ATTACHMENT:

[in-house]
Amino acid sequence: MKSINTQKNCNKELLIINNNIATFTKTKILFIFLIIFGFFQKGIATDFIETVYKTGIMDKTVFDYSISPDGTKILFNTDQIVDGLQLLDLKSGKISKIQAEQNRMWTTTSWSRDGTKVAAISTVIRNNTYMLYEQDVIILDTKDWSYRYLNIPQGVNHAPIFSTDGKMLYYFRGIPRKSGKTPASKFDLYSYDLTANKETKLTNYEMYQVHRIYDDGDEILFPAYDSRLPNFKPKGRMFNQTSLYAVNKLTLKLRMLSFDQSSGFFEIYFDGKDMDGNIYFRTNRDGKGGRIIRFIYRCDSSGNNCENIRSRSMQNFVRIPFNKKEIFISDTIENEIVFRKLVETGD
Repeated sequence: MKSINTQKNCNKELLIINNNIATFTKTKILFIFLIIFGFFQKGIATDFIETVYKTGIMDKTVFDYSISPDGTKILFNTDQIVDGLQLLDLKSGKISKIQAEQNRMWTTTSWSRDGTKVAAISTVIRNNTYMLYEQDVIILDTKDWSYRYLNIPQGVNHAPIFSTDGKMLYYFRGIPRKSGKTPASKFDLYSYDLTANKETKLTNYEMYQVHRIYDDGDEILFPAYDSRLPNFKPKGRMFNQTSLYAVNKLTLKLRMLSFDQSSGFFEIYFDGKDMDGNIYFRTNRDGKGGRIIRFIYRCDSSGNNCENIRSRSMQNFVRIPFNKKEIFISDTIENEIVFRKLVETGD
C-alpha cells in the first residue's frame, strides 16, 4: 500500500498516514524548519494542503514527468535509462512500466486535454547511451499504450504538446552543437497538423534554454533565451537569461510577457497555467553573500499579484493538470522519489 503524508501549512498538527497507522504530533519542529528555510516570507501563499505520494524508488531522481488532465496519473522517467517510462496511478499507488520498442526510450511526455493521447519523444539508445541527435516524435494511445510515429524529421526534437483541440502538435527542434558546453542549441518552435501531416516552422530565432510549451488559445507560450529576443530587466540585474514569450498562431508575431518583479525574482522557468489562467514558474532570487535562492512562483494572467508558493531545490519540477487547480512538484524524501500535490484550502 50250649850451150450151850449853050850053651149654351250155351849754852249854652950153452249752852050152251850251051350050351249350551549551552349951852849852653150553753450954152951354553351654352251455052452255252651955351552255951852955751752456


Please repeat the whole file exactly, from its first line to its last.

[in-house]
Amino acid sequence: MKSINTQKNCNKELLIINNNIATFTKTKILFIFLIIFGFFQKGIATDFIETVYKTGIMDKTVFDYSISPDGTKILFNTDQIVDGLQLLDLKSGKISKIQAEQNRMWTTTSWSRDGTKVAAISTVIRNNTYMLYEQDVIILDTKDWSYRYLNIPQGVNHAPIFSTDGKMLYYFRGIPRKSGKTPASKFDLYSYDLTANKETKLTNYEMYQVHRIYDDGDEILFPAYDSRLPNFKPKGRMFNQTSLYAVNKLTLKLRMLSFDQSSGFFEIYFDGKDMDGNIYFRTNRDGKGGRIIRFIYRCDSSGNNCENIRSRSMQNFVRIPFNKKEIFISDTIENEIVFRKLVETGD
Repeated sequence: MKSINTQKNCNKELLIINNNIATFTKTKILFIFLIIFGFFQKGIATDFIETVYKTGIMDKTVFDYSISPDGTKILFNTDQIVDGLQLLDLKSGKISKIQAEQNRMWTTTSWSRDGTKVAAISTVIRNNTYMLYEQDVIILDTKDWSYRYLNIPQGVNHAPIFSTDGKMLYYFRGIPRKSGKTPASKFDLYSYDLTANKETKLTNYEMYQVHRIYDDGDEILFPAYDSRLPNFKPKGRMFNQTSLYAVNKLTLKLRMLSFDQSSGFFEIYFDGKDMDGNIYFRTNRDGKGGRIIRFIYRCDSSGNNCENIRSRSMQNFVRIPFNKKEIFISDTIENEIVFRKLVETGD
C-alpha cells in the first residue's frame, strides 16, 4: 500500500498516514524548519494542503514527468535509462512500466486535454547511451499504450504538446552543437497538423534554454533565451537569461510577457497555467553573500499579484493538470522519489 503524508501549512498538527497507522504530533519542529528555510516570507501563499505520494524508488531522481488532465496519473522517467517510462496511478499507488520498442526510450511526455493521447519523444539508445541527435516524435494511445510515429524529421526534437483541440502538435527542434558546453542549441518552435501531416516552422530565432510549451488559445507560450529576443530587466540585474514569450498562431508575431518583479525574482522557468489562467514558474532570487535562492512562483494572467508558493531545490519540477487547480512538484524524501500535490484550502 50250649850451150450151850449853050850053651149654351250155351849754852249854652950153452249752852050152251850251051350050351249350551549551552349951852849852653150553753450954152951354553351654352251455052452255252651955351552255951852955751752456